The team formation process at this hackathon posed a challenge for us. We needed to form groups of individuals that were interested in the same topic/type of project while at the same time bringing an appropriate diversity of skills to the table. Our group found four members but got stuck when looking for a fifth to fill the "designer/artist" role. Amidst the chaos of the crowd, it was almost impossible to locate people with this set of skills so that we could pitch them our original idea (which was related to AR overlays for clothing). We pivoted on the spot and decided to work on this specific problem: the difficulty of live team formation at a hackathon. The more work we did to flesh out our concept, however, the more we realized the wide variety of use cases that could be addressed with similar technology. Thus, the VSiBL platform project was born.
What it does
VSiBL makes it possible for people in the same physical space to discover and connect with one another by using AR to reveal contextual information that is anchored to the users’ personal devices. Using a multi-user spatial mesh network to establish a shared reference frame, VSiBL users join an AR session overlaying their current environment. In the session, participants can visually identify each other’s location as well as whatever information they have chosen to express about themselves.
This tool is extremely useful in situations where traditional methods of communication (such as speaking) are not viable. There are many such occasions: in the hackathon team formation example, it is difficult to be heard when yelling over a crowded room. In another scenario, a hearing-impaired individual might be attending a social mixer and wish to visually identify who else in the room can speak sign language and where those people are standing. Other people at the same social mixer may want to visually identify who is single and ready to mingle. Finally, teachers may wish to scan their classroom before beginning a lecture and identify where students with certain learning disorders are sitting so that they can adjust their pedagogy accordingly during the lesson. This is just a small sample of the possible use cases for VSiBL.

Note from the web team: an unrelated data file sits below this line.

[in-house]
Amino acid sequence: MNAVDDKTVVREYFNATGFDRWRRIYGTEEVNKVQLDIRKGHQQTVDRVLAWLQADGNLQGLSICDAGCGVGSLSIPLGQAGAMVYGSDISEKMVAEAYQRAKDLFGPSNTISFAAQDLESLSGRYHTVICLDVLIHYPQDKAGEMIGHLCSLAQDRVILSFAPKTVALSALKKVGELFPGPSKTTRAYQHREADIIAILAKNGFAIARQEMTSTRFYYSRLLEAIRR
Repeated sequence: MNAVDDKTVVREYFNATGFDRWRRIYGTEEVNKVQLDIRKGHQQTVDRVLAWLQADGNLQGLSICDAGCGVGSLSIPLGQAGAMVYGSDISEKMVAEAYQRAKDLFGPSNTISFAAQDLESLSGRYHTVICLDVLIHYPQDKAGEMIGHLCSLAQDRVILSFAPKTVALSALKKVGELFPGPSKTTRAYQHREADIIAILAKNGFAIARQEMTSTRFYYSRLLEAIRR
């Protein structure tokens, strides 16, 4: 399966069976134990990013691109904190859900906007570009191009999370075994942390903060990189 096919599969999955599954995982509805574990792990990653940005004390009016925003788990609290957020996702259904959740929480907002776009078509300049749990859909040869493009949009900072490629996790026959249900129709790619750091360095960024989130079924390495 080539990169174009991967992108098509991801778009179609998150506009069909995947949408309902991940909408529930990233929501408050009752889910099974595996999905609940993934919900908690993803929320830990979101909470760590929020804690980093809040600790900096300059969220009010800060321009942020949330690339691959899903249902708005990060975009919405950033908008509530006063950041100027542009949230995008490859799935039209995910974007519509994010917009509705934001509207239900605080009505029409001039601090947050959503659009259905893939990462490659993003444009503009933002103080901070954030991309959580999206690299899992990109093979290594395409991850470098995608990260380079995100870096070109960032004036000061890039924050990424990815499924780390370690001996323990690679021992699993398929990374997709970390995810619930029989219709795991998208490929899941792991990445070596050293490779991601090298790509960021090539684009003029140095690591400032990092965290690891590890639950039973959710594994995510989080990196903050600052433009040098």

Consent was one of the primary topics of discussion for our team during this hackathon. VSiBL makes your personal information visible and localized to your position in an environment, so there may be scenarios in which users engage in predatory behavior. We would like to emphasize that VSiBL will only display information that users have knowingly and voluntarily chosen to share with others. Future versions of the platform will (1) provide extensive privacy controls and (2) have UI features that clearly indicate to users what information about them is visible to others at all times.
How we built it
We aimed to build a shared experience that would allow hackathon participants to view the roles of other participants via data anchored to them, signified by an AR marker and the title of the role (colors varied based on the user role).
We leveraged the functionality of Apple ARKit to synchronize multiple devices to a single multi-user session by leveraging spatial mapping to create a point cloud within the environment and enabling a shared reference frame.
Once this shared reference frame is established, new devices/participants would join a mesh network where users can use their device cameras to visualize information anchored above each others’ physical location in that space (the information would be tied to a unique identifier associated with every unique user).
Simultaneously, we created a real-time database hosted on a Firebase Cloud server. This database can add/remove new users and assign information, such as Name, Occupation, and other fields.
We enabled each user to be able to input information that would be dynamically stored and retrieved from this real-time database, then display this information in AR. This would also enable users to perform actions like queries to filter the information displayed in their view, enabling only the participants with the information that met the criteria of the query to be visible (while “turning off” those that did not meet the criteria).